This is an IoT demo which we can upload the temperature info. to the network, and we can view the information in real time. When the temperature exceeds the threshold, and lasts for 1 minute, a warning Email will be sent to you.
Today, I will show you an IoT demo made with BBG, We upload the data to dweet.io and view the information on freeboard.io in real time. The full name of BBG is BeagleBone Green which is designed by SeeedStudio. BeagleBone Green is a low-cost, community-supported development platform for developers and hobbyists. Boot Linux in under 10 seconds and get started on development in less than 5 minutes with just a single USB cable. And more important, it’s compatible with Grove.
By the time you’re done with the demo you will gain the following experience:
1.Be familiar with BBG;
2.Master the dweet.io IoT cloud platform.
3.Master the freeboard.io IoT cloud platform.
Now, let’s get started.
Dweet.io doesn't require any setup or sign-up—just publish and go. It's machine-to-machine (M2M) for the Internet Of Things (IOT) the way it was meant to be.
It’s simple publishing and subscribing for machines, sensors, devices, robots, and gadgets (we just call them things). We call published messages ‘dweets’. It’s helpful to think of dweet.io as a Twitter for things, in fact.
Freeboard can ridiculously simple dashboards for your devices. It's simple to build real-time, interactive dashboards and visualizations in minutes using the intuitive drag & drop interface.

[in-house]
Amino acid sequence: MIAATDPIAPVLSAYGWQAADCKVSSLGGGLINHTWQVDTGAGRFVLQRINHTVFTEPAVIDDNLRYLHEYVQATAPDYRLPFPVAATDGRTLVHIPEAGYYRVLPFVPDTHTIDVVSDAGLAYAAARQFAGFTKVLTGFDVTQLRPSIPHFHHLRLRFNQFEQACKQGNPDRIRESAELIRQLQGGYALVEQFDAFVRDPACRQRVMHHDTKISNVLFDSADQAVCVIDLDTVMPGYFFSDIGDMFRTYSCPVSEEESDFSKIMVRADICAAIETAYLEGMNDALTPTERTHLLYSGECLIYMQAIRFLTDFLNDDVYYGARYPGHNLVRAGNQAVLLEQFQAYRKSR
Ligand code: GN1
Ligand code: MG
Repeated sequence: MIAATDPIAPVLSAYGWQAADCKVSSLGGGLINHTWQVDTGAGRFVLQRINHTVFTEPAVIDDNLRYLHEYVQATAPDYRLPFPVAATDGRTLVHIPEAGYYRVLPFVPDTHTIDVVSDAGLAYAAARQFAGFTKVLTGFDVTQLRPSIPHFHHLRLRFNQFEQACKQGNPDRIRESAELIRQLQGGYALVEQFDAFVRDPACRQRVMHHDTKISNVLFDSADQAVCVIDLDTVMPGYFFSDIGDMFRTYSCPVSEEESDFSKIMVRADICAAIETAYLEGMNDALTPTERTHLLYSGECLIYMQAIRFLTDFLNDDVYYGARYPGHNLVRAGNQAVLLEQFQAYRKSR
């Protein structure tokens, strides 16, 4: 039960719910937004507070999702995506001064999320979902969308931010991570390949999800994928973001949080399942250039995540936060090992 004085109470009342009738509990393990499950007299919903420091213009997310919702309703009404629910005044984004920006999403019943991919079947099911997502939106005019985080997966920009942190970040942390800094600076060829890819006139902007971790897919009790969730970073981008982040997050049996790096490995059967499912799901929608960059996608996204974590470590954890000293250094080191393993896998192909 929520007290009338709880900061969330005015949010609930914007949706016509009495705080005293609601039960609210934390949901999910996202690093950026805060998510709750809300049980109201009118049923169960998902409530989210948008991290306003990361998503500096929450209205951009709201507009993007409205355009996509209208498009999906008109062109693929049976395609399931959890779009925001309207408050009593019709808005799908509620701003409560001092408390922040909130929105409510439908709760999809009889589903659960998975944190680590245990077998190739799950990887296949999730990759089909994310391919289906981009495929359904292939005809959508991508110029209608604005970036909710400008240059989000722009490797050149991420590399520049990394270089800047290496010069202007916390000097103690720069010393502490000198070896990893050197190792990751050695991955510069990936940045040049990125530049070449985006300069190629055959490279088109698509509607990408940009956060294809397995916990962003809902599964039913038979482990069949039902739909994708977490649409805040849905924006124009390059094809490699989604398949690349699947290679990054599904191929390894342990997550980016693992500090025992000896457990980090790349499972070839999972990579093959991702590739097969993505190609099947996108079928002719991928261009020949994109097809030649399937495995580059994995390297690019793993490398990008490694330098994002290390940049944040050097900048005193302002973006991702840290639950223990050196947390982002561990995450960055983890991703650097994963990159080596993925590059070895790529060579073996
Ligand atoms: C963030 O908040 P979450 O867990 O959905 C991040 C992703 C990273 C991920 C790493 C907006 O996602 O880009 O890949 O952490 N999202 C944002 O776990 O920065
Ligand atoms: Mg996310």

Ready as shown in the figure below.
Let’s make a Grove cable with two branches as shown in the picture. So we can use the UART interface as two GPIOs.
Attach the BBG I2C interface to the I2C Hub by Grove cable. Then attach the OLED and BMP180 to the I2C Hub.
Attach the Grove-Button and Grove-Led to the BBG UART interface by the Grove cable with two branches. Make sure that the UART2_Txd pin is connected to the Grove-LED, and UART2_RXD is connected to the Grove-Button. Just as shown in the figure below.
Connect the BBG to network with a standard Ethernet cable. Then connect your BBG to the PC with an USB cable.
Hardware is ready now, we need to programming.
You can download the example code by click here. Copy them to your cloud9 compiler. Now, let’s learn the example code together.
There are three Python files here.
bbg_grove_oled.py is used to drive the oled display.
sendmail.py is used to send the alert email. You should change the Email address and the Email password to your own. Just as the picture below shows.
Then save your changes and run the bbg_iot_demo.py file, Then you’ll find the OLED display is lit up.
While the Grove-Button not pressed, if the temperature is above 30 degrees last for about 1 minute, the system will send an Alert Email to you.
When the Grove-Button pressed, the system will clear the Alert Flag and turn off the Grove-LED for 1 minute. After that, if the temperature is still above 30 degrees, the system will turn on the Grove-LED and set the Alert Flag again.
Now, you can clilk here to view the data on dweet.io, just as the picture below shows.
Then you can click https://freeboard.io/board/tb25OV to view the real-time, interactive dashboard of your device.
And when the temperature is above 30 degrees, the system will send an Email just as the picture below shows.
The LCD panel will display the information as the picture below shows.
This project is made as an Open Source Project. It's a starting point. Let your creativity go wild with the mechanical, electrical and software design. Make the demo your own. Decorate it. Improve the work. No matter what, write a recipe about it.
To share and progress together.